“Are you on medication, Vicki?” That would explain the swings between friendship, mistrust and withdrawal. 
“Maybe…”
I gently touched her arm, “You know meds plus alcohol don’t mix…right?” 
“Who—are you? I don’t know about you. What’s your story? I’m getting vibes again.” 

Not again! I really need to find that waitress. 

Vicki picked up her wallet from the bar and slid a credit card from her checkbook towards the bartender. I thought she was leaving. “I want to buy…” she turned to me. “What’s your name? Pam…yes, I want to buy Pam, a drink…”  

“No, Vicki. My name is Laura, and I’m not having another drink…but thank you.” 
“You want me to leave, don’t you?” 

Leave? God no, you’re in no condition to leave now, I wanted to say. “Uh, well…not really,” but before I could finish, Vicki scooped up her credit card and clutch purse, leaving her checkbook on the counter. She turned on her barstool as if to go. 

“Come home with me, Pam. I like Pam better. She’s more fun. I have a pool table! It’ll be cool…and you can stay.” 

Stay? Oh, Vicki, how often do you invite strangers home? I could be the Bonnie in Clyde. “I’m sorry, Vicki, I can’t...I’m getting on the ferry tomorrow.” 

Vicki ignored me. Then she swung back around and ordered another Bloody Mary—without the celery stalk, she told the bartender, saying she was full. 

 I frowned at the bartender and mimed, “Are you crazy?” But he mixed Vicki another drink.
 
She turned to me. She looked desperate. “Don’t go on the ferry. I’ll be alone again. Come with me.” 

“I can’t.” 
“Come on, Pam. Laura left on the ferry. Let’s go now before…” 
“But Eric is coming to get you soon. You want to be here when he arrives, don’t you?” I looked for the bartender to get my check, but he was gone. 
“Somewhere Beyond the Sea” blared from Vicki’s leather jacket she’d hung on the back of her barstool. The song was a real oldie, recorded in the ‘60s by Bobby Darin. She must have an old soul. “Is that your phone? It might be Eric…” 

Vicki shot me an angry look. She picked up her glass and drank the Bloody Mary down like it was iced tea. “I know. He just left. He’s coming to get you.” She dropped the glass on the bar. I watched it bounce to the floor and smash into pieces. Her face took on an acrid color. “My sister fell off a horse,” she said nastily. “There’s something wrong with her head…” 

I was speechless. 

Vicki gave me a side-wards glance as if waiting for my response, then slid off the barstool and staggered out through the front door, leaving behind her purse, checkbook and jacket. 

I watched through the mullioned windows as she weaved her way through hanging buoys, nets and shells that flanked the sandy court yard entrance. Quickly I motioned to the bartender who’d returned through the swinging door between the kitchen and the bar. 

“You want your bar bill…give me a sec.” 
“No! The woman I was talking to just left the building. You do know she had too much to drink, right?” 

He nodded and without a word came out from behind the bar and went after her. I watched in fear as Vicki crawled up the embankment that led to the roadway above, nearly being hit by a car as she stepped into the street. I went over to the hostess at the service desk near the front door. “Excuse me. The woman I was sitting with left her jacket and purse on the barstool.” 

 “We know her. The bartender will take care of it.” 
“The bartender…you mean the dumb ass who’s been feeding her Bloody Marys’ and celery sticks all day? You’d have thought he’d have taken care of…IT…sooner!”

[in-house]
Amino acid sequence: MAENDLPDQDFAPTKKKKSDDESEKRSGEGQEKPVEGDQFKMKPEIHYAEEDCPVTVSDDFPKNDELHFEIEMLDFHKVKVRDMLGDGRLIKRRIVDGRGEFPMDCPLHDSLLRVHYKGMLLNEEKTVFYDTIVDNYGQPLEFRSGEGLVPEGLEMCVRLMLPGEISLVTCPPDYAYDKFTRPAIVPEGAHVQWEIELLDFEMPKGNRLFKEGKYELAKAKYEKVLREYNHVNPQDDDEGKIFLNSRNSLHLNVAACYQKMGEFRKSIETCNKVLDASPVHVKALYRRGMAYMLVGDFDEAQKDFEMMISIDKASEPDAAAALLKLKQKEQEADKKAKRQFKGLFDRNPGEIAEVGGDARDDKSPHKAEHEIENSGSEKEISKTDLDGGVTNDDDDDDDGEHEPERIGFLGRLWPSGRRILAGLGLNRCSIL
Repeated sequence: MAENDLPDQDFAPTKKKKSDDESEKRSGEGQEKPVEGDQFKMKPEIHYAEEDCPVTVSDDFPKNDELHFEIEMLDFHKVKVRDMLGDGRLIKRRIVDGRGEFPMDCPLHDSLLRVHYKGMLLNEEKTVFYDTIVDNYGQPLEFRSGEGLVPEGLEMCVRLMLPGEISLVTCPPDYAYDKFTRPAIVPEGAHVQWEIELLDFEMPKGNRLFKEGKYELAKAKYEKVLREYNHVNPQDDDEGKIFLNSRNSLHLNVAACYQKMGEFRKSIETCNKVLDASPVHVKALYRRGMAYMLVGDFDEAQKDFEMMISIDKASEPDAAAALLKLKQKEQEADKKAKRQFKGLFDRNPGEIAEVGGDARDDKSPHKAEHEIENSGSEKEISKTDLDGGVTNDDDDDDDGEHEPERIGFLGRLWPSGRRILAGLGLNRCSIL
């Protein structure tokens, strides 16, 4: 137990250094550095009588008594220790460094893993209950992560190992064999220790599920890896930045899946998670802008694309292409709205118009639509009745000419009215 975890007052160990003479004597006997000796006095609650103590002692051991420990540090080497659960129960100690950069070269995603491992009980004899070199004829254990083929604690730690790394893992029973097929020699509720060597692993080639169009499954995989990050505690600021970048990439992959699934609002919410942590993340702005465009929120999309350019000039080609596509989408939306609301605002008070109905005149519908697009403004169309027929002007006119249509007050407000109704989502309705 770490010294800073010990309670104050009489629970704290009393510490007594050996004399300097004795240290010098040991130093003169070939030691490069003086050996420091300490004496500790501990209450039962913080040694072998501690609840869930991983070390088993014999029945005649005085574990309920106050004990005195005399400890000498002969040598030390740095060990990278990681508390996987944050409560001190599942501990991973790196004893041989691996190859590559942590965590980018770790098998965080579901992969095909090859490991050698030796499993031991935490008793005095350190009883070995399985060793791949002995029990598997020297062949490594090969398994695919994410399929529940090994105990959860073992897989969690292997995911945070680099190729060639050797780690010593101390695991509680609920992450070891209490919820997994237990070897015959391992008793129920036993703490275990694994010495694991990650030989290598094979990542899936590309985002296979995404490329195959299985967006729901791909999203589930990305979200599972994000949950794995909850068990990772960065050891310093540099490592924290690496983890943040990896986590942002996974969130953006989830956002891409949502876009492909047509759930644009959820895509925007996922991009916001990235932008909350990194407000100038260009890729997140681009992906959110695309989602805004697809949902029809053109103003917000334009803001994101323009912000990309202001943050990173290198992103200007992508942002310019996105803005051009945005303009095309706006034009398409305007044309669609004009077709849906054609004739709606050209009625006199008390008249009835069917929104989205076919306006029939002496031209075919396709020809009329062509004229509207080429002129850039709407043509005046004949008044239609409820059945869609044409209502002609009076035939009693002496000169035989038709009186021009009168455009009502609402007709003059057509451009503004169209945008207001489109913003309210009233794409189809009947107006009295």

The hostess gave me ‘the look’ and shook her head. “He’s married to Vicki’s twin sister, Louise, who works in Boston at the Gazette and is gone most of the day.” 

“So…he lets her drink the time away?” Oh-my-gosh, she’s a twin? 

The hostess curled her upper lip. “A year ago, Vicki lost her husband, Eric Darby, in a boating accident. His boat crashed and sank after running into the ferry on a foggy morning. He’s still out there.”  

A shudder careened through my body. “How tragic, I didn’t know.”  

“A few days before Darby’s death, she and her sister went horseback riding. Vicki took a dive off a horse on one of the ridge trails and tumbled down the dune to some rocks, where she hit her head. Darby was coming to take her home from the hospital on Chateau Island when the boating accident happened. Every day she sits waiting for him to come pick her up.” 

I felt a tap on my shoulder. It was the waitress. She had a table for me, but I didn’t think I could choke down one morsel this evening. 

*

Vicki’s memory haunted me as I drove onto the ferry the next day. I parked and got out of my car and watched Darby Cove shrink out of sight, leaving only the image of a grieving woman dragging along in the spray behind the ferry. 

She was adrift, just the way I’d believed I was before walking into that bar. I was amazed at the kinship I felt towards her; our circumstances were so different. Her thoughts shot to hell by tragedy, drink and drugs—and then there was Laura, with a secure life waiting for her back home. 

*

 At the bottom of my beach bag, I found my pencil. I turned on my side and propped my head with my hand. “Good-bye barren mind,” I whispered to the sea gull pecking at the laces on my sneakers.

 

About the Author:

Margaret Rowan was a legal secretary, a production artist and proofreader for the Patent Trader newspaper. Today, she owns and operates an antiques business with her husband and writes lively descriptions of their inventory. When not at home writing fiction, she is traveling around the country, where her creativity is sparked by the ‘characters’ she encounters and the places visited in her hunt for the antiquated. Margaret belongs to the Mahopac Library Writers’ Workshop, headed by author and historian, Vincent T. Dacquino, whom she credits for his years of encouragement.